There are eight stages to the spiral, each with its own set of characteristics. The first and most primitive stage is Beige characterized primarily through individual survival with little to no cooperation with other people. Modern homeless people are an example of the stage Beige mindset. The second stage is Purple characterized by primitive cooperation among people typically at the family or clan level. Cavemen are an example. The third stage is Red where stronger individuals within the relatively egalitarian Purple start to assert their dominance over the weaker members. Viking civilization and tribal societies are examples. The forth stage is Blue where we see authoritarian, communal societal structures begin to assert themselves in order to reign in the excesses of stage Red. The Roman Empire and Medieval Europe are examples of the stage Blue mindset. The fifth stage is Orange characterized by a rejection of the stiff Blue societal structures with a greater emphasis on individual achievement, science and materialism. Modern, liberal, capitalistic societies are examples. The sixth stage is Green characterized by a rejection of the excesses of Orange and a return to spirituality and communal responsibilities. Modern hippies and left-liberals are examples. The seventh stage is Yellow characterized by a rejection of the excesses and Green’s failure to solve societal problems with an emphasis on systems thinking and individual achievement. Albert Einstein is considered to be an example of a stage Yellow thinker. The final stage is Turquoise characterized by a shift from the individual Yellow to a more holistic world view. Very few people and certainly no societies have achieved stage Turquoise at present.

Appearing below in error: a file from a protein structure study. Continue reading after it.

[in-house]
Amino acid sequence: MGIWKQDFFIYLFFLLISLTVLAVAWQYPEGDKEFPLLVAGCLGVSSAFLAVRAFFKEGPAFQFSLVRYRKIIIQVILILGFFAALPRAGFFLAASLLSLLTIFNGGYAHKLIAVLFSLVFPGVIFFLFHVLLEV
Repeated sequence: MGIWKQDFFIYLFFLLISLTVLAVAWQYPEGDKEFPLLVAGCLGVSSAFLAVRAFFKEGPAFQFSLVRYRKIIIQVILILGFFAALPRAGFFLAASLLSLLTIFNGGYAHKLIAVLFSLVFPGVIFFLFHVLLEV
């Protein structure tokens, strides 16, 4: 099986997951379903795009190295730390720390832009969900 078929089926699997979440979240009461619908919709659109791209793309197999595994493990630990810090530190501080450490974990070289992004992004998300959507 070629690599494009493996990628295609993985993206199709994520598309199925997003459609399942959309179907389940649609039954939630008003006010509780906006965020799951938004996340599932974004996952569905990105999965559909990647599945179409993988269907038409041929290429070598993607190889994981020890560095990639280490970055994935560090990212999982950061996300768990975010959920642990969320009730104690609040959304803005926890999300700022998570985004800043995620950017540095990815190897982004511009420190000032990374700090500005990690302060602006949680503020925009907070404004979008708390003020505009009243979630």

One important observation the spiral articulates is that humans and the societies they create evolve alternating from an emphasis on the individual to an emphasis on the community in a cyclical manner. From individualistic Beige to communal Purple to individualistic Red to communal Blue and so on. In a sense (according to this model), the development of mankind’s psychology is based on the confrontation between these two opposing forces. When one is taken to an extreme the other rises to counterbalance it.

Of interest to this blog is how well the system of Spiral Dynamics describes stage Blue. Specifically, the Orthosphere and Zippy Catholic (two blogs that I have been reading over the past couple of years) come to mind as two good articulations of the Stage Blue mindset. As described by the Spiral Dynamics Integral website, the general characteristics of Stage Blue thought are:

  • Values and norms, discipline, duty, regularity, and feelings of honor and guilt
  • WE versus They Thinking
  • Searching for meaning, order, routine and security
  • Self-control, discipline and loyalty to the doctrine and the rules
  • Absolute, literal and definite
  • Morality
  • Hierarchy, obedience and willing to sacrifice to a greater cause
  • Control and structures of authorities
  • Obedience based on a sense of duty and a sense of guilt
  • Organize, manage, concretize and structure